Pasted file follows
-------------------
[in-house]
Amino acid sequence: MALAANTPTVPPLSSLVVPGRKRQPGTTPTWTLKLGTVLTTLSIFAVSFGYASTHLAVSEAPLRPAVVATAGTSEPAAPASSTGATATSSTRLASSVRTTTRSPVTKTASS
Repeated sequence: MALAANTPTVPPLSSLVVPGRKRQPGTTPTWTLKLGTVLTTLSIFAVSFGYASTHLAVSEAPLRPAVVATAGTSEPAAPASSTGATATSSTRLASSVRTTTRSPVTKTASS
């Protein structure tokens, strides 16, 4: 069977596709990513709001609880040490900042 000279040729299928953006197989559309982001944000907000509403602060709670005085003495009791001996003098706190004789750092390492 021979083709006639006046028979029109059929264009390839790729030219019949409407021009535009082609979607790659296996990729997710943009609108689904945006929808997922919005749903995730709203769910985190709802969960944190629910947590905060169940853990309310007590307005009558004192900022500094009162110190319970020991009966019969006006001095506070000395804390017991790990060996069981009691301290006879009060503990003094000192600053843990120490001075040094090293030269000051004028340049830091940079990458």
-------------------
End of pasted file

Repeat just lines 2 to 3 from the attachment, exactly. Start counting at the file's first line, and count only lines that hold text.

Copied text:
Amino acid sequence: MALAANTPTVPPLSSLVVPGRKRQPGTTPTWTLKLGTVLTTLSIFAVSFGYASTHLAVSEAPLRPAVVATAGTSEPAAPASSTGATATSSTRLASSVRTTTRSPVTKTASS
Repeated sequence: MALAANTPTVPPLSSLVVPGRKRQPGTTPTWTLKLGTVLTTLSIFAVSFGYASTHLAVSEAPLRPAVVATAGTSEPAAPASSTGATATSSTRLASSVRTTTRSPVTKTASS